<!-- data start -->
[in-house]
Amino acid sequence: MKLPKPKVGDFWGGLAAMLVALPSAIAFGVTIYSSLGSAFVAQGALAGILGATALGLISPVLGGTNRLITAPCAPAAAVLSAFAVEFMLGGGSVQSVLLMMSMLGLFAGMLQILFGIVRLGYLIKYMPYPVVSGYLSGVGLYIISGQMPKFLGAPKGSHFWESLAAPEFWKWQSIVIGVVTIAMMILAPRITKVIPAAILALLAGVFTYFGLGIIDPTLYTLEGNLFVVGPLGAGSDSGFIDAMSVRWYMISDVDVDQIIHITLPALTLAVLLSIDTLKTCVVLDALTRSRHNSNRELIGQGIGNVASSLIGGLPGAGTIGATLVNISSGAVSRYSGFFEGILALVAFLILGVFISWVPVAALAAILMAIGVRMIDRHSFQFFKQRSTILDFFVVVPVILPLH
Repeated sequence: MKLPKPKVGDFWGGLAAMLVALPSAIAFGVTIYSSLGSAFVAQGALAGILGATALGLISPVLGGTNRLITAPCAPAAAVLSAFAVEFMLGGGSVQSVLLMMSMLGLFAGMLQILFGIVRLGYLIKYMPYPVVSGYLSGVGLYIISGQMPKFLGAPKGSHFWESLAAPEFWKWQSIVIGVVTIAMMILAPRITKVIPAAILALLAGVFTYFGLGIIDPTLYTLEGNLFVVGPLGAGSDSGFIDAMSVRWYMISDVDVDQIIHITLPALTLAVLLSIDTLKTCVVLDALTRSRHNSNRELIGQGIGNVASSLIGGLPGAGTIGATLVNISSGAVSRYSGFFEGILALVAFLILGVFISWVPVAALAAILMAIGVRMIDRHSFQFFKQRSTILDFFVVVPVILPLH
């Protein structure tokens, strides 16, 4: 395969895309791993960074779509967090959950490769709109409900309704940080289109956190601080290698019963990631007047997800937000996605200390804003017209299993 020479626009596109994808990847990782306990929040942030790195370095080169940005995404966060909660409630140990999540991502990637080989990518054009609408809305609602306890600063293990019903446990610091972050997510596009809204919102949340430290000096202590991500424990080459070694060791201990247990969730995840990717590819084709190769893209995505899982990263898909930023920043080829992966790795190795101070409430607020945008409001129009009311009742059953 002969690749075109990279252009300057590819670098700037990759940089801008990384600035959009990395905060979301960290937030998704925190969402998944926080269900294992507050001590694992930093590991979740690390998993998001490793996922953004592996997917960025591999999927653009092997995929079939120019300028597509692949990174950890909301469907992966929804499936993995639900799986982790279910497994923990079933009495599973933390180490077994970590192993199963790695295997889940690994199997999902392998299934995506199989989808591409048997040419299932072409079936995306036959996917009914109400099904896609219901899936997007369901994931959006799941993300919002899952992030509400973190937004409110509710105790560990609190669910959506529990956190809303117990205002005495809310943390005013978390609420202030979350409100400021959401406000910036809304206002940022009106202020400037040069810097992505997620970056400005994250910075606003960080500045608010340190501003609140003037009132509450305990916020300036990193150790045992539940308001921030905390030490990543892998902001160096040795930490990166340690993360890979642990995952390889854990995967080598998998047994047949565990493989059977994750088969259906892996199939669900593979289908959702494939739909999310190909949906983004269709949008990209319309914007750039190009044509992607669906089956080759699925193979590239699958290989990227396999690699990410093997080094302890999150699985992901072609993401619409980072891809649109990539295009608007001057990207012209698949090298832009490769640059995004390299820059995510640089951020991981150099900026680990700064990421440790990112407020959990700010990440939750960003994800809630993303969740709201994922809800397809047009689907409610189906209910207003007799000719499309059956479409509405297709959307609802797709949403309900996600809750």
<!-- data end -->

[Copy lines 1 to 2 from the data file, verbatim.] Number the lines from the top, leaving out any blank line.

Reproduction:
[in-house]
Amino acid sequence: MKLPKPKVGDFWGGLAAMLVALPSAIAFGVTIYSSLGSAFVAQGALAGILGATALGLISPVLGGTNRLITAPCAPAAAVLSAFAVEFMLGGGSVQSVLLMMSMLGLFAGMLQILFGIVRLGYLIKYMPYPVVSGYLSGVGLYIISGQMPKFLGAPKGSHFWESLAAPEFWKWQSIVIGVVTIAMMILAPRITKVIPAAILALLAGVFTYFGLGIIDPTLYTLEGNLFVVGPLGAGSDSGFIDAMSVRWYMISDVDVDQIIHITLPALTLAVLLSIDTLKTCVVLDALTRSRHNSNRELIGQGIGNVASSLIGGLPGAGTIGATLVNISSGAVSRYSGFFEGILALVAFLILGVFISWVPVAALAAILMAIGVRMIDRHSFQFFKQRSTILDFFVVVPVILPLH